NASA described them as being in good condition. The two men, smiling, were then shown climbing into an aircraft. They were flown back to Baikonur, where they would spend the night in a hospital for further medical checks.

Russian controllers told the space station astronauts that Hague and Ovchinin endured 6.7 times the force of gravity during their steeper than usual escape descent, the Associated Press reported. It was Hague’s first rocket launch.

[Companies in the Cosmos: A series from The Washington Post]

It was the first time that the Soyuz â€" the main workhorse of manned space flight today â€" had failed on a launch to the 20-year-old International Space Station. The spacecraft has been the sole means of bringing humans to the space station since the end of the U.S. Space Shuttle program, but U.S.-based commercial providers aiming for manned spaceflight are increasingly nipping at Russia’s heels.

Russian space chief Dmitry Rogozin said he was forming a state commission to investigate what caused the failure.

A manufacturing error could be to blame, Interfax news agency quoted an unnamed Russian space expert as saying. “They may have made a mistake at the factory or the cosmodrome while attaching the side segments to the central one,” he said.

Russian Deputy Prime Minister Yury Borisov, who oversees space flight, promised to share all information from the investigation with the United States and said that manned space launches would be suspended until the end of the probe, according to Russian news agencies.

Russian officials have also insisted on a bigger role in a U.S.-led plan to build a space station orbiting the moon.

The failure on Thursday puts tremendous pressure on NASA and the two companies â€" SpaceX and Boeing â€" it has hire d to fly its astronauts to the space station. Since the space shuttle retired in 2011, NASA has been unable to fly humans to space and has had to rely on Russia.

In 2014, NASA awarded contracts to SpaceX and Boeing to develop vehicles capable of ferrying astronauts to the station. But both companies have faced repeated delays and NASA recently announced that neither would fly even an uncrewed test flight this year, and that the first flights with astronauts on board wouldn’t happen until the middle of 2019.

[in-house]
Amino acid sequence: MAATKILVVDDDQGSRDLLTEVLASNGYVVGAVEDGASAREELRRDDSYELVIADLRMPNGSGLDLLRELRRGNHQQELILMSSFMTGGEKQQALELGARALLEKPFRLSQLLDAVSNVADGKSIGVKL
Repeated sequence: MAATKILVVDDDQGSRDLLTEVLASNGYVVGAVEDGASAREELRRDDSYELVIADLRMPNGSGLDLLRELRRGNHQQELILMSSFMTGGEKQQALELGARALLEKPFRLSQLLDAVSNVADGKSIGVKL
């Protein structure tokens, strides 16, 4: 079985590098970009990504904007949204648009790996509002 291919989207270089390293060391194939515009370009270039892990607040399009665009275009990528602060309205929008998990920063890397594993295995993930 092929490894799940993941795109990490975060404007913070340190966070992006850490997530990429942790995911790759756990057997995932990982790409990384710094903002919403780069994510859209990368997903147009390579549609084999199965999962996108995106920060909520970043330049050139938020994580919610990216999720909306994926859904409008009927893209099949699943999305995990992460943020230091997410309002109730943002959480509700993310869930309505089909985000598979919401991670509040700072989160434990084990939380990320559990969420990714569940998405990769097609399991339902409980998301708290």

Currently, NASA has access to the Soyuz through early 2020. But the delays in nasa’s so-called “commercial crew program” have concerned some that if the companies can’t get their vehicles ready, the space agency won’t have any way to get its astronauts to space.

In June, the spacecraft Boeing plans to use to fly NASA astronauts to the International Space Station suffered a significant setback when, during a test of its emergency abort system, offi cials discovered a propellant leak.

SpaceX has also suffered setbacks, but says it is ready to fly its first test mission to the station â€" without astronauts â€" in January.

Still, Phil McAlister, who oversees the commercial crew program for NASA, recently warned that “launch dates will still have some uncertainty, and we anticipate they may change as we get closer to launch. These are new spacecraft, and the engineering teams have a lot of work to do before the systems will be ready to fly.”

The last time Moscow’s space program had a manned launch failure was during the Soviet era in 1983 when a Soyuz booster exploded. Cosmonauts Vladimir Titov and Gennady Strekalov jettisoned and landed safely near the launchpad.

Christian Davenport in Los Angeles and Brian Murphy in Washington contributed to this report.

Read more:

Space, nuclear, polar bears: Russia and the U.S. still agree on some things

NASA talking to companies about taking over the International Space Station

Today’s coverage from Post correspondents around the world

Like Washington Post World on Facebook and stay updated on foreign news

Source: Google News Russia | Netizen 24 Russia

Next
« Prev Post
Previous
Next Post »